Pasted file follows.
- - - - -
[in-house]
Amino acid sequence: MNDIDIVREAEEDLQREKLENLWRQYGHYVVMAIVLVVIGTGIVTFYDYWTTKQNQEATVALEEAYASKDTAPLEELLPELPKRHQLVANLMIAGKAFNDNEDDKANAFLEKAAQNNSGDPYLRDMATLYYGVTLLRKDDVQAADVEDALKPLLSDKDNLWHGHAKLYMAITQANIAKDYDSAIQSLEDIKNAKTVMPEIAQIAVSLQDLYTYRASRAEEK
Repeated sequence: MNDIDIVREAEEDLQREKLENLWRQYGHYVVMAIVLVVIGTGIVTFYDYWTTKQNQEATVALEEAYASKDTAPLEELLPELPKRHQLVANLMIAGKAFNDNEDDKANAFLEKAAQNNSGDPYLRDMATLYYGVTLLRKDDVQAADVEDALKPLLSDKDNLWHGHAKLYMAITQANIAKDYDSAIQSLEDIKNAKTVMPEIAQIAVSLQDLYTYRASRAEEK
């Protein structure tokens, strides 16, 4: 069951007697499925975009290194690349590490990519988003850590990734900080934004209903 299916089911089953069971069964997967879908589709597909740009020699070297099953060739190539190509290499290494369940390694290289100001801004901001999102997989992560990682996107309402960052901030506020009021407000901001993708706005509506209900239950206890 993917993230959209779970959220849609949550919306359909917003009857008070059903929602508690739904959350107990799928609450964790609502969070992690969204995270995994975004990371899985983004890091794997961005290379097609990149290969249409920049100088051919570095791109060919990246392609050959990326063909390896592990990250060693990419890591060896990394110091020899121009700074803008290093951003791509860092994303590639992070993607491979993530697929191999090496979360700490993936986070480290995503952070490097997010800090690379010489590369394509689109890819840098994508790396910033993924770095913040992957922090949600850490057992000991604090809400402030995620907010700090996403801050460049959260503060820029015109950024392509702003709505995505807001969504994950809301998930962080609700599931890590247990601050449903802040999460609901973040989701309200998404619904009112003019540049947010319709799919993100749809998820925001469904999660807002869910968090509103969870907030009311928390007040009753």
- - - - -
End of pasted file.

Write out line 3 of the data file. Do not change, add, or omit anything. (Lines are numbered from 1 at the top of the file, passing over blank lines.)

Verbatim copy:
Repeated sequence: MNDIDIVREAEEDLQREKLENLWRQYGHYVVMAIVLVVIGTGIVTFYDYWTTKQNQEATVALEEAYASKDTAPLEELLPELPKRHQLVANLMIAGKAFNDNEDDKANAFLEKAAQNNSGDPYLRDMATLYYGVTLLRKDDVQAADVEDALKPLLSDKDNLWHGHAKLYMAITQANIAKDYDSAIQSLEDIKNAKTVMPEIAQIAVSLQDLYTYRASRAEEK